Congress tries to quiet loud commercials . . . again

If at first you don’t succeed, try, try again. That appears to be the motto of Rep. Anna Eshoo, who has re-introduced the Commercial Advertisement Loudness Mitigation Act (H.R. 1084). (She introduced an identical bill last term as well; it went nowhere.)  The House Subcommittee on Communications, Technology, and the Internet is holding a hearing on the bill on June 11.

If enacted, her bill would require the FCC to prescribe regulations to assure that: (a) ads accompanying video programming (from broadcasters and/or MVPDs) not be “excessively noisy or strident”, and (b) ads not be “presented at modulation levels substantially higher” than the programming they accompany; and (c) the “average maximum loudness” of ads not be “substantially higher” than the “average maximum loudness” of the accompanying programming.

This isn’t the first time the government has tried to chase down this particular wild goose.

Putting aside the obvious observation that her proposals are a bit shy on necessary definitions of important terms – how should we define “strident” or “excessively noisy”, for example? – we are constrained to note that Rep. Eshoo appears not to be aware that the FCC has already struggled with the issue of loud commercials, unsuccessfully, for nearly 50 years. In 1962, the FCC commenced an inquiry into that very question. (Check it out – Docket No. 14904, 27 Fed. Reg. 12681 (December 21, 1962).) After three years of fact-finding, though, that inquiry was terminated “with little new information gained”. Between 1965-1973, the FCC conducted spot surveys to determine whether any broadcasters were deliberately jacking up their levels during spots – but no such evidence was found.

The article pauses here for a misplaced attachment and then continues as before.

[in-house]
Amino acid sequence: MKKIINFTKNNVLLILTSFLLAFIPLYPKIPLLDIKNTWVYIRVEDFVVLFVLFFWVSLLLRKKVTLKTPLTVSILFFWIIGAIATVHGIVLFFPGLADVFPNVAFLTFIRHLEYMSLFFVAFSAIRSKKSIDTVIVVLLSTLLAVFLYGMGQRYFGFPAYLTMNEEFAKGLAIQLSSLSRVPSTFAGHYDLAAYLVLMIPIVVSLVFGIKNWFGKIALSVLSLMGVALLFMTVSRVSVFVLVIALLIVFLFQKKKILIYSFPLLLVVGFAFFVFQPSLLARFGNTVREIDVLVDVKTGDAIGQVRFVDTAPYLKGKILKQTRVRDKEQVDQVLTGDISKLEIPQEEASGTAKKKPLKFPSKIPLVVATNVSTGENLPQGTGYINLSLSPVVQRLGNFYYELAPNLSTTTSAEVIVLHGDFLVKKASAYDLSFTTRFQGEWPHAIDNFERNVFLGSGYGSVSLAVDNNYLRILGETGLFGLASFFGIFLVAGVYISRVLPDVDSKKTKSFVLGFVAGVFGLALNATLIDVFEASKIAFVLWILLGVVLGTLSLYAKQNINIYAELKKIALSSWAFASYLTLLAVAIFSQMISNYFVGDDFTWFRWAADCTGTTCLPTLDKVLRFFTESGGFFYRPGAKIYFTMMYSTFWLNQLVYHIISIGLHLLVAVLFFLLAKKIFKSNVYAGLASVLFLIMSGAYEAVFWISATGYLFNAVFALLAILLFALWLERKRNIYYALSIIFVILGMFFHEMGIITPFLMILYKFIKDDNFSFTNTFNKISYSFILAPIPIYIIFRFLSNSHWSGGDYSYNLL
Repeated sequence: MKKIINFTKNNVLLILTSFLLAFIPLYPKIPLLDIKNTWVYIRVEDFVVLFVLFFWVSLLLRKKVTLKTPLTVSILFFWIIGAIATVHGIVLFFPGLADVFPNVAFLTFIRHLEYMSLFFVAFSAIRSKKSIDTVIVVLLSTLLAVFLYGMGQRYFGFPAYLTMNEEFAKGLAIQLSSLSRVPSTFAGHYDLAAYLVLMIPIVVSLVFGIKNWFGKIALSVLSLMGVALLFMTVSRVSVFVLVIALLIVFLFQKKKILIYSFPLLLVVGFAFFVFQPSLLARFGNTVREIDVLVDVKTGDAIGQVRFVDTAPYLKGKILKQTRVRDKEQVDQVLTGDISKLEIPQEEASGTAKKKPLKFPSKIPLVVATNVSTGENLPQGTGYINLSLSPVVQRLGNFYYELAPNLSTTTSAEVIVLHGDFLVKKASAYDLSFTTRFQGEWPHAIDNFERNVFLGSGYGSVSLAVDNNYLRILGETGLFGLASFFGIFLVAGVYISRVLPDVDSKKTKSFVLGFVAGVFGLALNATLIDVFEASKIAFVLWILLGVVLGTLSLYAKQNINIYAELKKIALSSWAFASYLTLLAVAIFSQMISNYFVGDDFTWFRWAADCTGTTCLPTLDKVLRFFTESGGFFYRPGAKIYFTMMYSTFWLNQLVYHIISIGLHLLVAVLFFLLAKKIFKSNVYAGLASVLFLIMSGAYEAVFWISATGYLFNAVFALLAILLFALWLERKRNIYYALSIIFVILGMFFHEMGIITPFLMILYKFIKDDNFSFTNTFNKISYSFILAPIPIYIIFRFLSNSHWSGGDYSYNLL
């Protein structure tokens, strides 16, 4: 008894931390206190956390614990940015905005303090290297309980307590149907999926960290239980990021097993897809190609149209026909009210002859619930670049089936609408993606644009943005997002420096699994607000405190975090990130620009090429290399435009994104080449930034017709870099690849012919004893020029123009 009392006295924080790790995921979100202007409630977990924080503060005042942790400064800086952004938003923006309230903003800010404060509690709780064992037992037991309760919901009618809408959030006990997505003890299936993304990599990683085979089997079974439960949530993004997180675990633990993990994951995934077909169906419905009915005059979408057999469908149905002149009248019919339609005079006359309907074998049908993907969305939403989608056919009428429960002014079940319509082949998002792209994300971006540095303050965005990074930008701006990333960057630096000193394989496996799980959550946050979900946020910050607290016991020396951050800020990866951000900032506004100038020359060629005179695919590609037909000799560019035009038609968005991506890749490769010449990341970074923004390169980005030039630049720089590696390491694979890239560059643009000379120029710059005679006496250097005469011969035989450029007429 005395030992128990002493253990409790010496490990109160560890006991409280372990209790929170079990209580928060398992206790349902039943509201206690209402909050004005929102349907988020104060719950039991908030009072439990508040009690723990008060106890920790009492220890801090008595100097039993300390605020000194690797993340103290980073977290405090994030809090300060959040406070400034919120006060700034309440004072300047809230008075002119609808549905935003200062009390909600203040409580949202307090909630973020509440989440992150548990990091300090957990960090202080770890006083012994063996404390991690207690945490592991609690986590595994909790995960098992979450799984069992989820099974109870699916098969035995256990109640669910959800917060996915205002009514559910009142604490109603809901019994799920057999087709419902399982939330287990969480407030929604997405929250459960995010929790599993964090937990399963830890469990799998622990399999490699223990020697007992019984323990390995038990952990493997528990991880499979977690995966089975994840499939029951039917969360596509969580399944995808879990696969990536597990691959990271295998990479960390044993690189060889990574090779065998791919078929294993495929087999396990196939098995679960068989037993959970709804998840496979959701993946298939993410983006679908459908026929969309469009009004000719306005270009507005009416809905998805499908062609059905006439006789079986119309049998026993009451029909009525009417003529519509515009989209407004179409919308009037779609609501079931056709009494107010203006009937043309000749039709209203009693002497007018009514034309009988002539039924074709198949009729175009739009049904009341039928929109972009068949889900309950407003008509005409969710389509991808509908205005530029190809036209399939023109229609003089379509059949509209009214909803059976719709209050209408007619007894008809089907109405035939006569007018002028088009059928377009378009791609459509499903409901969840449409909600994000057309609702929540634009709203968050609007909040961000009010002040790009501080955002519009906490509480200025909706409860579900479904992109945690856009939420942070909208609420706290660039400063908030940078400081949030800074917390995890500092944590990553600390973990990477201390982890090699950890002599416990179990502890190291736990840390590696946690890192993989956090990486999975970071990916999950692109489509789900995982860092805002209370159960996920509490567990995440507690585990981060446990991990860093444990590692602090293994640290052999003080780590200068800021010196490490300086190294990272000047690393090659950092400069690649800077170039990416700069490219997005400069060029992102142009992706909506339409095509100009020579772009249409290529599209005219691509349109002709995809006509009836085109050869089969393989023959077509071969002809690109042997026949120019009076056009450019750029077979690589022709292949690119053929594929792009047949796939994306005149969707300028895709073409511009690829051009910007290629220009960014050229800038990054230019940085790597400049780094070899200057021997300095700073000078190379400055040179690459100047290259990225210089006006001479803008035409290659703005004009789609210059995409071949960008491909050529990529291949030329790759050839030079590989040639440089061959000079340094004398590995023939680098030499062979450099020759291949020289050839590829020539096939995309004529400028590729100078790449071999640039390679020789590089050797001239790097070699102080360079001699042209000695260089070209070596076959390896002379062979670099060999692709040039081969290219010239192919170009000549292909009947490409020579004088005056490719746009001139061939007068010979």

In 1979 the FCC opened yet another inquiry into the subject. (You can look that one up, too – BC Docket No. 79-168, 44 Fed. Reg. 40532 (July 11, 1979).) After five more years of tests, public comments, industry studies, etc., etc., the FCC concluded that “due to the subjective nature of many of the factors that contribute to loudness, it would be virtually impossible to craft new regulations that would be effective.” The FCC observed that “loudness” includes many factors, such as “audio processing, mood of the listener, listener’s experience with the product being advertised, and method of presentation.”

It appears that Rep. Eshoo eschewed a look back at the record before she introduced her bill. Or perhaps she has been able to ferret out information that decades of FCC efforts failed to – although one could not tell that from her bill. Ideally, this item will die a non-strident death – as it did last year – leaving the Commission free for more useful and fruitful activities.